In People ex rel. Seth Thomas Clock Co. v. Wemple (133 N.Y. 323), in construing a statute which required the tax to be based upon the "amount of capital stock employed within this State," the court held that the basis of the tax was the "portion of (the) capital" employed within the State which was represented by the actual value of the property whether in money or goods or other tangible things.Summary of this case from People ex Rel. Com. Cable Co. v. Morgan
Argued April 25, 1892
Decided May 24, 1892
William S. Cogswell for appellant. S.W. Rosendale, Attorney-General, for respondent.
The comptroller imposed a tax upon the relator, a foreign corporation organized and existing under the laws of the state of Connecticut, of $5,605.51 for the years 1880 to 1890, both inclusive, under chapter 542 of the Laws of 1880, as amended by subsequent enactments. The relator, insisting that the tax was illegal, applied to the comptroller, under chapter 463 of the Laws of 1889, for a revision and read-justment, and that application having been denied, sued out a writ of certiorari, under the same statute, to review the decision. The General Term, where the writ was returnable, affirmed the determination of the comptroller, and the relator has appealed to this court. A foreign corporation, carrying on business within this state, unless it appears that it is within some one of the exceptions contained in the statute, is subject to taxation. The basis of the tax in such cases is the "amount of capital stock employed within this state." If it does not employ any of its capital stock here, there is no basis for taxation. So also, a foreign manufacturing corporation actually engaged in manufacturing within this state was exempt from taxation the same as a domestic corporation of the same character. This exemption was restricted by chapter 353 of the Laws of 1889, which requires that the corporation, in order to be entitled to claim the exemption, shall be "wholly engaged in carrying on manufactures within this state." The legislature, in passing this amendment, intended to apply a new rule to the taxation of foreign manufacturing corporations. Under the statute, as originally enacted, the inquiry was whether such a corporation was actually carrying on manufacturing within this state. If it was, then it came within the exemption, even though the greater part of its manufacturing operations were carried on at home. If it was carrying on enough of its manufacturing operations in this state so that it could be said, fairly and reasonably, to be engaged in manufacturing here, then it came within the letter and the spirit of the exemption clause, and neither the comptroller nor the courts had the right to hold that because only a comparatively small portion of all its manufacturing operations were carried on here, it was not, for that reason, within the exemption. If the corporation, in the ordinary and regular course of its business, in good faith and not for the purpose of evading the law, was actually carrying on any part of its manufacturing operations here, that was enough. It was not left for the taxing officer or the courts to prescribe how much or what percentage of its whole manufacturing business should be done within this state in order to entitle the corporation to claim the exemption. If the legislature, in providing that manufacturing corporations should be exempt from taxation, intended, as it probably did, to encourage and foster manufactures within the state, the policy of the law would apply as well to a corporation carrying on a small business as to one engaged in larger and more extensive operations. One foreign corporation might find it necessary or convenient to carry on a large part of its manufacturing operations here while another would desire to carry on only a very small part, but this circumstance would not furnish a reason for holding that the former was within the exemption and the latter was not. As to the tax imposed upon the relator for the years 1889 and 1890, and after the amendment referred to, this question does not arise. That can be questioned only with respect to the amount and the basis of computation adopted by the comptroller. But it does arise with respect to the tax levied for the years preceding. The relator is engaged extensively in the manufacture of clocks and watches. It has large factories for that purpose in Connecticut, and there the principal part of its manufacturing operations are carried on. It has a business office and sales agency in the city of New York, where the greater part of its contracts for the sale of the products of its factories are made. It appears also that during the year for which the tax was levied, it actually manufactured within this state to the extent of from $16,000 to $20,000 in each year. The record does not show the particular character and nature of the relator's operations in this state, claimed to constitute manufacturing within the statute. In the opinion of the court below, it is said that what the relator calls manufacturing probably consists in some incidental additional work to the manufactured products forwarded from Connecticut, such as may conveniently and suitably be added at the place where the goods are exposed for sale. If this were the fact, it would not bring the relator within the exemption. A manufacturing corporation of another state cannot bring its products here, and by putting the several parts together and adjusting them to each other, or by performing upon the article some slight operation, though it may involve labor that may be necessary before using it or exposing it for sale, and thereby entitle itself to exemption from taxation on the ground that it is carrying on manufacturing within this state. The things which the relator manufactures are clocks and watches, and unless it produces the whole or some part of the article in this state from the original material, by means of labor, machinery and operatives, such as are usually applied to manufacturing operations, it is not within the exemption. Whatever the facts may be with respect to the manufacturing operations which it is claimed the relator is carrying on in this state, we are concluded on this question by the record. The relator's petition for the writ alleges in substance that since 1878, it has been engaged in manufacturing within this state, though the amount of such manufacturing here is small in comparison with that done in Connecticut. That since 1880, the amount manufactured here averaged in each year from $16,000 to $20,000, while that in Connecticut averaged from $500,000 to $700,000. In the return to the writ, this statement is not denied, though it does state: "That during each of said years the relator was not engaged in carrying on manufacturing within this state, as will more fully and specially appear by reference to the reports of the relator and of the commissioner appointed by the defendant hereto annexed." The reports referred to, however, do show that during each year the relator manufactured within this state from $16,000 to $20,000 in value of goods. The fact that the relator manufactured articles within this state during the years named of the value specified must, therefore, be deemed to be admitted. The only question in issue is one of law, and that is whether the manufacture here of so small a percentage of its total product brings it within the exemption. This question does not depend upon the relation which the value of the goods made here bears to the total value of the product of the relator's operations. A foreign corporation of this character might manufacture one-half its whole product here, and yet that might not amount to any more in value than the relator manufactured in this case. No one would claim, however, in that case that the corporation was not within the exemption. The rule must be the same whether the corporation is weak or strong, whether its total product is a few thousand dollars or millions. It may be that, upon a rehearing, the fact which is now admitted may be changed, but unless it is, the relator must be considered as carrying on manufacturing within this state. But we are of the opinion that the tax imposed was excessive. The capital stock of the relator was $500,000 in 1888, and since that time $600,000. This was invested in its plant and business. Only such part of it was employed within this state as was represented by the actual value of property, whether in money, goods or other tangible things. It kept goods for sale here. It had money on deposit, and it may be other property. This, whatever its value, was the basis of taxation. ( People ex rel. v. Coleman, 126 N.Y. 433.)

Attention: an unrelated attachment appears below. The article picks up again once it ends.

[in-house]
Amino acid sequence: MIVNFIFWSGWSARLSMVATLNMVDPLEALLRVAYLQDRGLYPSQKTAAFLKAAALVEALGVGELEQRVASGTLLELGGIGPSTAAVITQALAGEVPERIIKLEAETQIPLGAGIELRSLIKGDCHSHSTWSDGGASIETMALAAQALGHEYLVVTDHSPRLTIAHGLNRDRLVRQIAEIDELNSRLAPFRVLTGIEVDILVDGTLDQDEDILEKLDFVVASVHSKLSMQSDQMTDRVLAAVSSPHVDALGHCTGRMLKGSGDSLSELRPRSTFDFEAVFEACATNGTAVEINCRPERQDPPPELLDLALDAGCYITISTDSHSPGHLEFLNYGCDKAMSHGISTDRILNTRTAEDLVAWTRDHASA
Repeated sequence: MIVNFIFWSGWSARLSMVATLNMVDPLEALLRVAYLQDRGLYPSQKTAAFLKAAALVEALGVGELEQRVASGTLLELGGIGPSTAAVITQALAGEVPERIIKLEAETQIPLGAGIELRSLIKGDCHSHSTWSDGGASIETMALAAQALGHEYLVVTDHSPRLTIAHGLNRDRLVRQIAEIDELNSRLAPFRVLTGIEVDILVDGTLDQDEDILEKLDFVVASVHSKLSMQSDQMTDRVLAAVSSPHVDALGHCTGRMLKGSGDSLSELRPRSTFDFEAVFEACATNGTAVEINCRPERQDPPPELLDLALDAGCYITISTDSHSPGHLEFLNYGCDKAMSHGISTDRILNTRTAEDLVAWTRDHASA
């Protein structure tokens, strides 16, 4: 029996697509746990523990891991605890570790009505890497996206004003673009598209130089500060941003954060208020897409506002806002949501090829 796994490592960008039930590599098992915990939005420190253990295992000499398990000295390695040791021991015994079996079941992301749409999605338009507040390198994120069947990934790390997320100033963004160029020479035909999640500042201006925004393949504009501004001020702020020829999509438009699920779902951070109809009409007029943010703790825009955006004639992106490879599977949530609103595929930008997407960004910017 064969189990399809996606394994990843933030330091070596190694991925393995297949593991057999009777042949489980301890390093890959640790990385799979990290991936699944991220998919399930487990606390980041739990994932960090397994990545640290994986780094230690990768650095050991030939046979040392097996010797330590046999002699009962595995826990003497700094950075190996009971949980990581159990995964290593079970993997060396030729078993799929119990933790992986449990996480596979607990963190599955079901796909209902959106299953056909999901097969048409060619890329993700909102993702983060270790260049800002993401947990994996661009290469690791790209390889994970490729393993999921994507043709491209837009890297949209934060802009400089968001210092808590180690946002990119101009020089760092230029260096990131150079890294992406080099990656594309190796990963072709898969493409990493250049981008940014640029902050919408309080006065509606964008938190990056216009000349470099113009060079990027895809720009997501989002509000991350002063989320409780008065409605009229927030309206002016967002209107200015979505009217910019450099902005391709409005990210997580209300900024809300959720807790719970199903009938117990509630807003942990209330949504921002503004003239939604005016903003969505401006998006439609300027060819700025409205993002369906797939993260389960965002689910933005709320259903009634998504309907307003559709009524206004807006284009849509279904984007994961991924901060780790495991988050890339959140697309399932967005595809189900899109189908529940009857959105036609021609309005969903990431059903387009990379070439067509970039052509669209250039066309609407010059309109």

That property represented all the capital employed in this state. The comptroller adopted another basis. He ascertained first the total sales made by the relator and then the total sales made in this state and decided that the capital stock employed within this state was in proportion to the whole capital stock as the amount of sales made in this state was to the total amount of sales made everywhere. In the year 1890 about seventy per cent of the total sales were made in this state, and from this fact the comptroller assumed that seventy per cent of the capital was employed here. A large part of the sales made were by sample, and the goods in such cases were delivered to the purchaser directly from the factory in Connecticut. In many cases the goods never came within the state at all. In other cases they merely passed through to their destination. Sales made in this way was no part of the capital stock employed within the state and could not constitute any element in the process of ascertaining it. It might sell its whole product by sample from an office in New York to be delivered to the purchaser from the factory, and yet not employ any part of its capital within the state. It might employ an agent in New York to make contracts for the sale and delivery of goods in Europe or in some other state, but these contracts would not represent capital within this state. The value of the goods that it kept on hand within the state in warehouses or otherwise in the transaction of its business and from which it made shipments or sales in the usual way, was property that represented capital stock, and all money on deposit here and used in business here also could be made the basis for the tax, but sales made by sample, followed by a delivery from the factory, could not. If the relator kept no property within the state in any of the years for which the tax was assessed there was no basis for that year upon which to compute the tax. Such property as it keeps here in the transaction of its business, whatever it may consist of, is, we think, the true basis for such computation. The capital stock employed in this state cannot exceed that.
The judgment of the General Term and determination of the comptroller should be reversed with costs, and the comptroller directed to revise and readjust the account against the relator upon the principles herein stated.
All concur, except MAYNARD, J., not sitting.